But the highlight of Stanley’s set was “Where Are We Now?,” a song he wrote with Tyler Duncan and Theo Katzman in the wake of the 2016 presidential election. Something of a modern-day “What’s Going On,” the song drew a huge response from the crowd. “Are we breaking through, or are we breaking down?” Stanley sang. “We’ve got to be the change; we’ve got to preach the change.”
LaVette opened her set with the title song of her recent Dylan album, Things Have Changed. One of the best of Dylan’s latter-day works, it carries a new, ominous impact in the current social climate, and LaVette brought all of that to her performance.
The producer has worked with a who’s who of artists in the Midwest including Slum Village, Supakaine, Nolan the Ninja, A-Minus, and BJ the Chicago Kid. As a producer, DaG balances the hard task of preserving old school sounds with modern swag in a way that sounds relevant to today.
The Ann Arbor-raised, Ypsi-based DaG is also a DJ, spinning at events in Washtenaw County and traveling around the country. One of his most recent and notable gigs was opening for hip-hop legend KRS One at the Blind Pig this spring.
Between spinning at concerts and producing hits for other artists, DaG is also an emcee in his own right, further proving that he is a multitalented artist. From his earliest project dionLoveSwing to his most recent work, Village Tales 3, he shows his versatility in style from funk and soul to hip-hop and jazz.
With new music due this fall, DaG is ready once again to show his listeners why he is a musical force in the 734 area code. I sat down with him to discuss his vintage sound, his take on Michigan hip-hop, what he’d be doing if he weren’t a musician, and more.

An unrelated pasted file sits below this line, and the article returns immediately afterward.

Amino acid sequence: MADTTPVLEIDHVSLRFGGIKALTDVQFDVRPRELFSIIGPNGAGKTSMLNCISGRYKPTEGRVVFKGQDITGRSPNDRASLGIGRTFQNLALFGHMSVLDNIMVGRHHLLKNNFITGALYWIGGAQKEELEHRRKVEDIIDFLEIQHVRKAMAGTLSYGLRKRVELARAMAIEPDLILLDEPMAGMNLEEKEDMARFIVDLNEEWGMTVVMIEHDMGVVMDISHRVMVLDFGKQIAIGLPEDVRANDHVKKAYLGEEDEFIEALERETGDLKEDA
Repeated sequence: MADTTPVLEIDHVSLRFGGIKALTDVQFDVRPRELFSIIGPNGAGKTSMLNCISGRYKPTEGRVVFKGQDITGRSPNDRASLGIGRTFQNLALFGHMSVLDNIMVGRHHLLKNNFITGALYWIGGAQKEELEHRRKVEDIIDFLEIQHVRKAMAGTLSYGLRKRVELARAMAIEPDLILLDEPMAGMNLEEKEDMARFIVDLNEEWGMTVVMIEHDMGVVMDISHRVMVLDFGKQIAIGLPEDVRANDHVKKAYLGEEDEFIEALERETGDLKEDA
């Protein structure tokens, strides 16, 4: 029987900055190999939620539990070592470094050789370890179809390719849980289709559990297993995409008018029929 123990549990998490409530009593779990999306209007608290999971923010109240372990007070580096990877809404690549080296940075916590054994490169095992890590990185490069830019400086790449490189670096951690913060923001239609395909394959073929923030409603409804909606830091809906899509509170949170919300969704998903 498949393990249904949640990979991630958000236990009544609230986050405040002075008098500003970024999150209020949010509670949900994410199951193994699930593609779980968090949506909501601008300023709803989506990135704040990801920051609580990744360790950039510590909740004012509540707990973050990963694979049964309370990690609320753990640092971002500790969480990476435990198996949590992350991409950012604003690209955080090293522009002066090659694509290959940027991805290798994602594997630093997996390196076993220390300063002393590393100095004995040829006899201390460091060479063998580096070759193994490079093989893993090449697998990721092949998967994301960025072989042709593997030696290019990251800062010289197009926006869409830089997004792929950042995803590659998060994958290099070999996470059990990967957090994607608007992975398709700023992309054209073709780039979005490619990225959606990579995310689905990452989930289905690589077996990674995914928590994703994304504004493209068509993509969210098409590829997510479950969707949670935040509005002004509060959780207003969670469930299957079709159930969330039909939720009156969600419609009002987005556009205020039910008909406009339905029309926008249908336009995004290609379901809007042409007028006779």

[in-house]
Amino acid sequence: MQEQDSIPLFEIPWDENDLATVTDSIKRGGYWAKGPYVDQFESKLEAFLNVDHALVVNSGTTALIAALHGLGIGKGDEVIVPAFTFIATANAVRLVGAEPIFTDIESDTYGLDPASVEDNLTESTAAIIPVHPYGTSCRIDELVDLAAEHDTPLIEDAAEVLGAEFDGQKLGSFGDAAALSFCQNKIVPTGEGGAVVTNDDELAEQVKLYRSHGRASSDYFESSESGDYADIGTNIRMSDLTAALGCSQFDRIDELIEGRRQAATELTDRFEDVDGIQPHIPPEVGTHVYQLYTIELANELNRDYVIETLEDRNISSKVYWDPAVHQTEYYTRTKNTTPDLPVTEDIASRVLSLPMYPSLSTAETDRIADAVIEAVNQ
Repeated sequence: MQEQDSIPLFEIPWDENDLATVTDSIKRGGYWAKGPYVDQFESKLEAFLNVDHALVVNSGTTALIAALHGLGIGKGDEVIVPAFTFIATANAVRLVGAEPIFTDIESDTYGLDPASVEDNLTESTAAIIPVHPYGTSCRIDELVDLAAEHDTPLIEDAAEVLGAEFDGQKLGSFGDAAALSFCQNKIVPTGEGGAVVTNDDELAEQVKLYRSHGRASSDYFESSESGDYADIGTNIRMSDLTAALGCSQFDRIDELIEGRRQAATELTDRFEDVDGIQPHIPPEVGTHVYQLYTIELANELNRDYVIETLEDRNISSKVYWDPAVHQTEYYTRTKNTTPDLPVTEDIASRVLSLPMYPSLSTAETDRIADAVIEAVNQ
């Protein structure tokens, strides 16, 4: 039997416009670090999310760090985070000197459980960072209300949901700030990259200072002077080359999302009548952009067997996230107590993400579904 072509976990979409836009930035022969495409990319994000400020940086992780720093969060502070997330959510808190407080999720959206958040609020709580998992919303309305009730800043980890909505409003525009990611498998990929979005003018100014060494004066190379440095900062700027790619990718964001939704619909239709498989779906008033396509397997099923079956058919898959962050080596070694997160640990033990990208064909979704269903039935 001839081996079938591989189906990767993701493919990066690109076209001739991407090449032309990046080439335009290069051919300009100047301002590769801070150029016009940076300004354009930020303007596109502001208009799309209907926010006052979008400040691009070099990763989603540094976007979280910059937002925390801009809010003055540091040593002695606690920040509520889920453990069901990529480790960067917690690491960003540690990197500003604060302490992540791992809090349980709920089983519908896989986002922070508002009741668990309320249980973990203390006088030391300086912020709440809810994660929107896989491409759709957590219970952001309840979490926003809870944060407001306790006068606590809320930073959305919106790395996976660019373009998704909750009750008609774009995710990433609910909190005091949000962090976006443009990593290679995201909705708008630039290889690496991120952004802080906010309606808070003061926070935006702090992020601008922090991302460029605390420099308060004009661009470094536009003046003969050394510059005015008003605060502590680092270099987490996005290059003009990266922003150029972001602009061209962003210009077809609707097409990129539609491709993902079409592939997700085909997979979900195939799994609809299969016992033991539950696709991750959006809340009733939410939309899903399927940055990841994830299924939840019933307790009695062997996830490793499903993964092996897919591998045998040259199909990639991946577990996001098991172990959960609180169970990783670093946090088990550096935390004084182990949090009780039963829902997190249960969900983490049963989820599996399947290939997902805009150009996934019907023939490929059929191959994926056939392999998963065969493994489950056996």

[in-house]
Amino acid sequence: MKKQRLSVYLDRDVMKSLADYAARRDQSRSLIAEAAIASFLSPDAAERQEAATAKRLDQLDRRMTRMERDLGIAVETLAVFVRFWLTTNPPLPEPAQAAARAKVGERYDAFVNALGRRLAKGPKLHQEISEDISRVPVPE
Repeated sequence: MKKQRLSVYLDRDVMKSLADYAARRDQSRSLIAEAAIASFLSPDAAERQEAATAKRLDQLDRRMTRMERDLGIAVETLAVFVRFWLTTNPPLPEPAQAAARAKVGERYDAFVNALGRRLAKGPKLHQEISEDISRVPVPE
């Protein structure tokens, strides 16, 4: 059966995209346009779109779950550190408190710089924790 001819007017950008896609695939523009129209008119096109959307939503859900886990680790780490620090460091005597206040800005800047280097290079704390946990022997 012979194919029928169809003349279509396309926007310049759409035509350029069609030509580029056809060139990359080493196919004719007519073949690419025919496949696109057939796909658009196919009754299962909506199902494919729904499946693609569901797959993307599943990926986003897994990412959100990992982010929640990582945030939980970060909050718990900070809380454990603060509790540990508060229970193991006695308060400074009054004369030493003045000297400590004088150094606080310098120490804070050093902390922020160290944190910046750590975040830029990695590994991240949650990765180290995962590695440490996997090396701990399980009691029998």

Starting August 10, Kerrytown Concert House will be host to the first in a continuing series of concerts hosted by longtime Ann Arbor resident and jazz bassist Paul Keller. This inaugural installation of “Paul Keller Presents” will feature the talents of singer and pianist John Proulx, a Grand Rapids-raised musician whose career has taken him from coast to coast before leading him back home to pursue a Master’s degree from Western Michigan University.
“He has a grasp of jazz language that I like to hear,” Paul Keller said of Proulx. “He has a grasp of the way that I like to present jazz. I’m proud to be on the stage with him because of those things.”
Performing as a trio, Keller and Proulx will be joined onstage by drummer Pete Siers, who is also an Ann Arbor resident. Siers, who will also be playing on the “Paul Keller Presents” concert of September 28, is a musical collaborator of Keller’s and performs in the Paul Keller Orchestra, a nearly 30-year-old big band that performs every Monday at the Zal Gaz Grotto in west Ann Arbor.
In Pitchfork's review of Fred Thomas' new song and video, "Good Times Are Gone Again," Contributing Editor Jayson Greene notes the tune is "a little less agonizingly specific than Thomas’ usual fare."
That's true of the song's lyrics, but if you know Ann Arbor, the music video is filled with scenes that are very specific.
The promo clip is for Thomas' new album, Aftering, which comes out September 14 on Polyvinyl Records. The video features Thomas interacting with friends and strangers -- who immediately fall ill as if he passed on an instant plague, echoing the song's lyrics: "Bad things are happening now / Sharp days are wrapping around us."
It's the song of the bummer summer.
Ann Arbor is featured throughout the video: Thomas spends time walking alone through Buhr Park and strumming his guitar behind the long-running punk joint Far House; and he spreads his illness at Encore Records, The Hosting art space, Lab Cafe, a recording studio in Ellsworth Commerce Park, his bandmate Chuck Sipperley's home, and his own apartment where his wife, spoken-word artist Emily Roll, starts foaming toothpaste at the mouth.